Formulate suburban lot strategy

The Winnipeg Real Estate Board has been a long-time advocate for more multi-family units and is continuing to push for provincial government reform to the present rent control regime (rent control was discussed in last week’s column). 

We have also made presentations to the federal finance committee in support of our national association’s call for tax reform to create more incentives for the private sector to build needed rental units — our national housing agency has clearly pointed out we have a rental housing deficit in this country.

When we refer to healthy real estate markets, balance is a key description and is vital because consumers entering the housing market must have choices and options to adequately meet their shelter and lifestyle requirements. Of course, these change over time (i.e. empty-nesters looking to downsize to an apartment or a smaller home). 

Balance certainly includes a good supply of new housing, resale housing and rental accommodation. At a housing meeting this week, sponsored the Manitoba Home Builders’ Association, in which the WREB was a participated, it became painfully clear that, if the city of Winnipeg does not fast track and expedite the development of new serviced lots in the next few years, there will be no building lots left in Winnipeg.  And by default people, wanting a new home will either build in the outlying municipalities, stay put, or choose to move to another city altogether where lots do exist to build their dream home.

Having gone through a very hectic resale market this year — bidding wars in a number of MLS® areas throughout the city, especially in the southwest quadrant— it is hard to imagine what it will be like a few years from now if demand persists and supply of new homes dries up. Already, Linden Woods’ average MLS® residential-detached sales price has gone up nearly $100,000 since 1999 and this year it is up nearly 20 per cent. 

Today, only 40 per cent of all MLS® home sales are under $100,000.

Confirming, or at least backing up this looming lot shortage, was very thoroughly explained by ND LEA President Paul McNeil at the MHBA meeting. His presentation on the residential lot supply in Winnipeg was backed up by a recently-released the city’s Residential Land Supply Study. 

The study speaks to the city’s population growth (has been going up of late) and changing demographics as major factors as influencing the strong demand for new housing in Winnipeg. Part of the present demand for new housing has resulted from the lack of adequate supply of existing homes in highly-coveted neighbourhoods.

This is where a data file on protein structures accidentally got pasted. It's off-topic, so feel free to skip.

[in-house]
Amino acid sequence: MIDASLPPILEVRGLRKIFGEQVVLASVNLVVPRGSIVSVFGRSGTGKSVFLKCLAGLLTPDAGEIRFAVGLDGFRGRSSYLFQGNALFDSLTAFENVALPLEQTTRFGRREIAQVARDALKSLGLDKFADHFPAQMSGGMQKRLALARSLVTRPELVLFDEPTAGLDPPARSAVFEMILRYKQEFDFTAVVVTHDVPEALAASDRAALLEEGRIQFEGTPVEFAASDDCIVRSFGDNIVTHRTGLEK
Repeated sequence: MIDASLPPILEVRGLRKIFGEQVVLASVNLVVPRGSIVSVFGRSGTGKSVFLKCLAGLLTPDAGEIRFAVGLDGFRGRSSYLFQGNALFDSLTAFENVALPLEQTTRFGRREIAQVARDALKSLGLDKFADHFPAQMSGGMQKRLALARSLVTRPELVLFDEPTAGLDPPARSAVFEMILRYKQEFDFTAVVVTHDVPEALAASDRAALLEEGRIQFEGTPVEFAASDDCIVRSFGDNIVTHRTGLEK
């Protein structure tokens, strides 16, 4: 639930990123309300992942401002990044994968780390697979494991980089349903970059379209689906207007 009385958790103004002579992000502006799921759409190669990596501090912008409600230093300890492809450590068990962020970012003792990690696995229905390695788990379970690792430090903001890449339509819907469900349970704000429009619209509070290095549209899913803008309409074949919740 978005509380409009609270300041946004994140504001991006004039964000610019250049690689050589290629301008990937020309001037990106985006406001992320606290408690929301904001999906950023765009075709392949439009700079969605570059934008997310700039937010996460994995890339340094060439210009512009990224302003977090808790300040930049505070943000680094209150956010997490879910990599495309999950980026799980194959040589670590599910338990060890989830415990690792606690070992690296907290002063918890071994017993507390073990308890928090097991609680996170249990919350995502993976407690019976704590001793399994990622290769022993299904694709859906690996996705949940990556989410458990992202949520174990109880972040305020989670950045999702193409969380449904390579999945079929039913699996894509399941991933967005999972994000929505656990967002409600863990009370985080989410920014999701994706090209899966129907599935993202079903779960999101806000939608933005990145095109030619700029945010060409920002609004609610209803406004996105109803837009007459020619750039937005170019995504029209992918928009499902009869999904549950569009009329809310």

The study says that an important change in recent years has been the decrease in household size which will drive housing demand over the next two decades, even if population increases are relatively modest (4,000 to 6,000 people per year). Another significant factor is the onset of the echo generation (20 to 26), or the children of baby boomers’ who are starting to move into the housing market.

When breaking the city down in four quadrants, the historical distribution of single-family building permits from 1993 to 2002 clearly shows the southwest and southeast accounted for 37 per cent and 35 per cent, respectively, of total permits, showing they are far and away the preferred areas for new housing development. 

In total, there are only 3,065 serviced vacant lots left in the city with roughly 50 per cent in the two southern quadrants and the other half in the two northern quadrants. 

Other potential development and infill sites are discussed in the report, but there no certainty when they could be brought on stream (e.g., the Kapyong site on Kenaston), and they still only generate an additional 2,000-plus lots.

In the short term, there is only one to two years of supply for the entire city. The supply in the southwest quadrant likely run out well before this two-year period expires. While overall the City of Winnipeg has approximately six to 10 years of total land supply available for residential development, much of it is unserviced land. Conversion of this land  takes two years or more to allow for planning, approvals, engineering, development agreements, financing, construction, marketing, etc.

The bottomline is that the city needs to immediately address this looming residential lot shortage and accelerate the process of bringing on more building lots in areas such the southwest where demand is robust. They need to seek out infill opportunities, where possible, throughout the city and join forces with organizations such as the Winnipeg Real Estate Board to get senior levels of government to show more leadership and commitment to stimulating multi-family construction.

The province’s ambitious immigrant program will also exert pressure on the housing market. The program is pushing for an annual influx of 10,000 new immigrants in Manitoba, which will definitely push house prices up and erode one of the province’s greatest advantages — housing affordability. 

As other cities across Canada have amply prepared and planned for future growth, Winnipeg needs to do likewise. It needs to formulate a suburban lot strategy that is part of Plan Winnipeg and sets out areas of future development such as Waverley West, South Charleswood, Transcona and St. Boniface.